To have potable water ü Each user § Boils, apply chemical disinfectants (chlorine, iodine To have potable water ü Each user § Boils, apply chemical disinfectants (chlorine, iodine or silver), uses small potabilization systems (filtration with ozone or UV-light disinfection) § Potabilization cost varies between 4 -10 USD/m 3} ü Or buys bottled water § Mexico is the 2 nd consumer of bottled water § Bottled water is 240 to 10, 000 more expensive than tap water ü Cost represents for a family of 4 persons living on minimum wage 1121% of its income

 IMPACTS DUE TO THE EXCESIVE WATER DEMAND 1. Overexploitation ü of the local IMPACTS DUE TO THE EXCESIVE WATER DEMAND 1. Overexploitation ü of the local aquifer at a 117% rate ü As a result there is soil subsidence ü sinking rates in some places up to 40 cm/year ü In 1954 the problem was perceived but center had already sunk 7 m 1910 1980

2. Soil subsidence is creating ü Loss of the sewage/drainage capacity (no slope or 2. Soil subsidence is creating ü Loss of the sewage/drainage capacity (no slope or inverted slope) ü 20 -30 floods per year > 30 cm in height with wastewater ü To recover capacity 305 million USD are being invested

ü Difficulties to maintain the Deep Drainage as it conveys all year round wastewater ü Difficulties to maintain the Deep Drainage as it conveys all year round wastewater ü If it fails, 400 km 2 of the City center will be flooded with 1. 2 m of wastewater affecting at least 4 million people.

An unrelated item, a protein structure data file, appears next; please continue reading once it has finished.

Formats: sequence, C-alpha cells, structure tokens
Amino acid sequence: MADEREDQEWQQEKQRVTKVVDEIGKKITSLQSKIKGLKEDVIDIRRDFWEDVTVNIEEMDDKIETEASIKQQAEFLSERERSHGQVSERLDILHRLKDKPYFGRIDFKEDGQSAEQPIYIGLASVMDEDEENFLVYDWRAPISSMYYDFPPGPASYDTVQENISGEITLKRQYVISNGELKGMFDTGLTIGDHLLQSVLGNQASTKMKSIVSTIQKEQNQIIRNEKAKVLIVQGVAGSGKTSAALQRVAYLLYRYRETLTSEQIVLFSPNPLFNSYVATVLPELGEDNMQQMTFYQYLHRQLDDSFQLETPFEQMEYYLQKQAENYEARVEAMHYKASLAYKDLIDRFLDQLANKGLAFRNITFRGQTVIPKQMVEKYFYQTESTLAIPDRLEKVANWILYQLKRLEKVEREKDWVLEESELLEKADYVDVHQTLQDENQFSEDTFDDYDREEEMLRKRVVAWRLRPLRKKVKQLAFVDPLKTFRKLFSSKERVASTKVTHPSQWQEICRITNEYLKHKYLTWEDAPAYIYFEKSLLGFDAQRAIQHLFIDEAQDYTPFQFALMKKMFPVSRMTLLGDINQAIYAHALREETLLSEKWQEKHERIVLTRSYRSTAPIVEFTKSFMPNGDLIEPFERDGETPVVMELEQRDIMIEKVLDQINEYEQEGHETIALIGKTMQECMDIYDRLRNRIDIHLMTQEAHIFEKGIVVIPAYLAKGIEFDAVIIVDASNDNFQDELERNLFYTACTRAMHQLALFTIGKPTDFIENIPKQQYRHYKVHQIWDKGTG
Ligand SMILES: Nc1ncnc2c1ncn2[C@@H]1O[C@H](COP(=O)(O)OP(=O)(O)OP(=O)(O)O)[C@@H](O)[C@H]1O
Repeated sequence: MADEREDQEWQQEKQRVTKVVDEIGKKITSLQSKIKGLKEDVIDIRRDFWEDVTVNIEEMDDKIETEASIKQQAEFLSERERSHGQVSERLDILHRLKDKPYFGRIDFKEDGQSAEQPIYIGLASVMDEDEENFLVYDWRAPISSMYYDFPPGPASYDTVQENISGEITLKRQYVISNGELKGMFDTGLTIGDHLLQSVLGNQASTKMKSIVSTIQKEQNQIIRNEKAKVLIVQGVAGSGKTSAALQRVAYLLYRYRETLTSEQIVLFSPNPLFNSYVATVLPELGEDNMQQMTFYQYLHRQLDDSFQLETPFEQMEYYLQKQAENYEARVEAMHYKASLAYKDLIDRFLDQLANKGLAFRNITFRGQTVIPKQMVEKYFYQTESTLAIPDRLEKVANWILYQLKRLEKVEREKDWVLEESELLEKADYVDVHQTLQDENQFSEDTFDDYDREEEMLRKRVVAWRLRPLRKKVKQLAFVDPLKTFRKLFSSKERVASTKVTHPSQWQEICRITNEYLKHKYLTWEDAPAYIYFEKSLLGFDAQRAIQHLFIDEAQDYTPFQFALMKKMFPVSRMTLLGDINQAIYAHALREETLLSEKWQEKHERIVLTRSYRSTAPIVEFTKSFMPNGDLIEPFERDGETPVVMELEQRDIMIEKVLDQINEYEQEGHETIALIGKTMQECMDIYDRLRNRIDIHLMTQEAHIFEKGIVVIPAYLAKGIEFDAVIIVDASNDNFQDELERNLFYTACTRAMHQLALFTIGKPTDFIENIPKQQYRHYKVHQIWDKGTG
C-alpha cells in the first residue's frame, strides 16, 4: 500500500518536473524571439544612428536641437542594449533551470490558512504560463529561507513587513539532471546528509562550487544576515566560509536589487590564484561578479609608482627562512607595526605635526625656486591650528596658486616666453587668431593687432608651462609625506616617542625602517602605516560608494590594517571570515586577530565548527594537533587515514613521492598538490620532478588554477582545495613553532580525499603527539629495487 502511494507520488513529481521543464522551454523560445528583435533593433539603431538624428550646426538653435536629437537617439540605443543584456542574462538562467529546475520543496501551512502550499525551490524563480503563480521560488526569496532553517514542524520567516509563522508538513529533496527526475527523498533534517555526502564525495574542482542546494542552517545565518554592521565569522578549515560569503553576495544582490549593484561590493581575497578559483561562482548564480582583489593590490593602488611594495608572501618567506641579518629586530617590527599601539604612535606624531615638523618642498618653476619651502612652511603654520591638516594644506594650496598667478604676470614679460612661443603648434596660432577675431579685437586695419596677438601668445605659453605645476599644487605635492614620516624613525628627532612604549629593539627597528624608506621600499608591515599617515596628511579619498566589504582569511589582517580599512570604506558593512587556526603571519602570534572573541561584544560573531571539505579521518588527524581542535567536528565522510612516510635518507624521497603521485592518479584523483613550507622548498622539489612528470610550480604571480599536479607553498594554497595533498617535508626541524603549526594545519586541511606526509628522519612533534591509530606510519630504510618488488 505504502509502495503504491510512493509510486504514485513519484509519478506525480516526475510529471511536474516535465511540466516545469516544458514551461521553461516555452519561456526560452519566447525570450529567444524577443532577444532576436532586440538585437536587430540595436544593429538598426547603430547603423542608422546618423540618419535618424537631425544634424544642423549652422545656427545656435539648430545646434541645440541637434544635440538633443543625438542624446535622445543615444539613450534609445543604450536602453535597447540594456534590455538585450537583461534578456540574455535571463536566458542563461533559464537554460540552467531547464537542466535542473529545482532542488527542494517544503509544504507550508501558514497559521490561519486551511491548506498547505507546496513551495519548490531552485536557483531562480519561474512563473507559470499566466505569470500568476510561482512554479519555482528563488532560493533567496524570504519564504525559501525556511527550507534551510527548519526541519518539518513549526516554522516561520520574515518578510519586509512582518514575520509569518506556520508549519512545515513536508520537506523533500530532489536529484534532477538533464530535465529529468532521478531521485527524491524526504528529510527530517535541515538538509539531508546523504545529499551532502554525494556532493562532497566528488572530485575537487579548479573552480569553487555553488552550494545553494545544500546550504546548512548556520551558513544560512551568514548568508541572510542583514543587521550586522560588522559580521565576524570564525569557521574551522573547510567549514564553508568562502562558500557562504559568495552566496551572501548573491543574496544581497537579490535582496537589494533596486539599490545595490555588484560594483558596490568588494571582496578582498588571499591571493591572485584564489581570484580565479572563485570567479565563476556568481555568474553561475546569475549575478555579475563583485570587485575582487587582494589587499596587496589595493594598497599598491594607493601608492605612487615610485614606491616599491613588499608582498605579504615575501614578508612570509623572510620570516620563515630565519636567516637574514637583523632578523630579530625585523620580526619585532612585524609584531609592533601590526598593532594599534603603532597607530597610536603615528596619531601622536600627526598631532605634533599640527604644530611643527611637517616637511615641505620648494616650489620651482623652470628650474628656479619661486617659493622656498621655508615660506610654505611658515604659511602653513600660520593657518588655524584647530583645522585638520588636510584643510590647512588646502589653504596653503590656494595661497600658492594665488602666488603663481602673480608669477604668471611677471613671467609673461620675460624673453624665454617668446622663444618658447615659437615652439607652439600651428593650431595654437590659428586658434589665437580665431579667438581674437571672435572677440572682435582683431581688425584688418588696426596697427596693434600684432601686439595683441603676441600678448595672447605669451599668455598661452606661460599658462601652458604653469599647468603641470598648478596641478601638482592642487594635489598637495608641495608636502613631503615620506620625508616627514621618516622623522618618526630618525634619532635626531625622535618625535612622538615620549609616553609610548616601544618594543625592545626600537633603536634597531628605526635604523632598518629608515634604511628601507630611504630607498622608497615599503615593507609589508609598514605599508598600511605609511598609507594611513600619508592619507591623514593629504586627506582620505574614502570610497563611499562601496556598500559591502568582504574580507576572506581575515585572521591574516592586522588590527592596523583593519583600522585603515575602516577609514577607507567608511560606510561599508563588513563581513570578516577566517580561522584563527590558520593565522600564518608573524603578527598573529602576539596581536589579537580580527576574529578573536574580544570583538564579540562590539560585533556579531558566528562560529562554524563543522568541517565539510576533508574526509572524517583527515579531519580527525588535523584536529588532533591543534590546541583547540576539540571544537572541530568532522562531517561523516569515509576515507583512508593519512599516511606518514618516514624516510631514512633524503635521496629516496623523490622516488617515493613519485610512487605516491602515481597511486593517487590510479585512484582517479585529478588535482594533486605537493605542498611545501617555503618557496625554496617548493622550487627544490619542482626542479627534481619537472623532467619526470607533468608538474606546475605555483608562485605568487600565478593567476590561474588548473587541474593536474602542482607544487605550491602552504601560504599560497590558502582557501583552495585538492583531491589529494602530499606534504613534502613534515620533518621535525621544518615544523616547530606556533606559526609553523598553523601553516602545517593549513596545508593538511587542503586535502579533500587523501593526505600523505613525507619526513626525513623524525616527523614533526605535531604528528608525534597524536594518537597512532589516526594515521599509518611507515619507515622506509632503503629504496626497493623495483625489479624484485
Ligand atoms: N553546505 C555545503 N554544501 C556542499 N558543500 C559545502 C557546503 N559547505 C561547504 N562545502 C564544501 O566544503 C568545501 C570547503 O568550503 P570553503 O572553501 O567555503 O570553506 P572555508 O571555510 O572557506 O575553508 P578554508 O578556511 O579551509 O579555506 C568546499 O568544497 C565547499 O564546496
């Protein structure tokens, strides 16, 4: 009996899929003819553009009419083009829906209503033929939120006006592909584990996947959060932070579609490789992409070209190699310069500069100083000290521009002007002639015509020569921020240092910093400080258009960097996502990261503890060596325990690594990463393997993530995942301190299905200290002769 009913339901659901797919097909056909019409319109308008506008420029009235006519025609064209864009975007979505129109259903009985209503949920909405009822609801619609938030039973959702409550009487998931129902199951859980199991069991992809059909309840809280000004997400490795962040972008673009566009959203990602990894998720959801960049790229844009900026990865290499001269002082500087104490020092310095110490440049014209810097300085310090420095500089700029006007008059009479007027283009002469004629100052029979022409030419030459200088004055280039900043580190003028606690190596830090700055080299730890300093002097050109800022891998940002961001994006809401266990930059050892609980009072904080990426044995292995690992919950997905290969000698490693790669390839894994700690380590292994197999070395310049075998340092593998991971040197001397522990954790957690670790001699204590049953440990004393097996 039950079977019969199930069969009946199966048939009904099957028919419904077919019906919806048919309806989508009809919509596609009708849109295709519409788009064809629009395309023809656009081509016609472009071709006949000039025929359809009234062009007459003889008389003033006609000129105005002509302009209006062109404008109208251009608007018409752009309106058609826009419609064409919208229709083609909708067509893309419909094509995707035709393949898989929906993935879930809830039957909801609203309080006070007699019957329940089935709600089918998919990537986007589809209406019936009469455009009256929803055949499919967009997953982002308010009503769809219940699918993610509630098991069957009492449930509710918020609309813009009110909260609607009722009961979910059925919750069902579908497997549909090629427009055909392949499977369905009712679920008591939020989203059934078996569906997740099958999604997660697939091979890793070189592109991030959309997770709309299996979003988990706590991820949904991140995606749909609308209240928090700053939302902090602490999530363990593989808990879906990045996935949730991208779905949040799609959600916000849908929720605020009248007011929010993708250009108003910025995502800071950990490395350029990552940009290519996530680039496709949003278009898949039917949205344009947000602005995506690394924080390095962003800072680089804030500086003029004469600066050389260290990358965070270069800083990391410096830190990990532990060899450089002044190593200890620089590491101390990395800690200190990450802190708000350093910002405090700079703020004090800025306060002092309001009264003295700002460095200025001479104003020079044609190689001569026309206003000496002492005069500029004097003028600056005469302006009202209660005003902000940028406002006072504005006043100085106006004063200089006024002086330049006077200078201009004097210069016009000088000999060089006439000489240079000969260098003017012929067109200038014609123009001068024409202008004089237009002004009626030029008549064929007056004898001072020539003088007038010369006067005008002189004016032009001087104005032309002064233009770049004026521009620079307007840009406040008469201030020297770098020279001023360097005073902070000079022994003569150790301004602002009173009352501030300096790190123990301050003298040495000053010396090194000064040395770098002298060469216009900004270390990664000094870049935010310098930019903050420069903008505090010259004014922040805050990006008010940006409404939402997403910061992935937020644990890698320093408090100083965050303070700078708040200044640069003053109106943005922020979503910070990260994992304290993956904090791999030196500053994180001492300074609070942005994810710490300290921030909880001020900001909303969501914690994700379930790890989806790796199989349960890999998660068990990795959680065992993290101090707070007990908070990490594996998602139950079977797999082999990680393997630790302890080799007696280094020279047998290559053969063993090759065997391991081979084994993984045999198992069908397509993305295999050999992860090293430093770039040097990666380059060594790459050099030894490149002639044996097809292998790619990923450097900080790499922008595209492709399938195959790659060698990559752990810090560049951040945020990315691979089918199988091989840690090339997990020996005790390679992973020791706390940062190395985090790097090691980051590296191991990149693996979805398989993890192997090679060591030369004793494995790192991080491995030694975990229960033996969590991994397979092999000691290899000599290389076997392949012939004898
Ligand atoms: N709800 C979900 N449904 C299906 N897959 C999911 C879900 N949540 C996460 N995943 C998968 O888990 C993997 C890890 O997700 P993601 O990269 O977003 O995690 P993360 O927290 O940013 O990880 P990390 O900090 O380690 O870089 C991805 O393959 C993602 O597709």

2. Soil subsidence is creating: ü Structural problems in buildings ü For Mexico City 2. Soil subsidence is creating: ü Structural problems in buildings ü For Mexico City Cathedral § Differential soil sinking has led to an 87 cm difference between the apse and the western bell tower in 50 years § To redress it $ 32. 5 million USD were invested in 2000 ü The metro (metropolitan train) rails need to be leveled each year

2. Soil subsidence is creating ü Leaks in water and wastewater networks. § 40% 2. Soil subsidence is creating ü Leaks in water and wastewater networks. § 40% of the water supplied is lost, amount enough to supply 3, 200, 000 million people with 300 L/capita (the actual supply is 153 L/d ) ü Sewage leaks § Have not been evaluated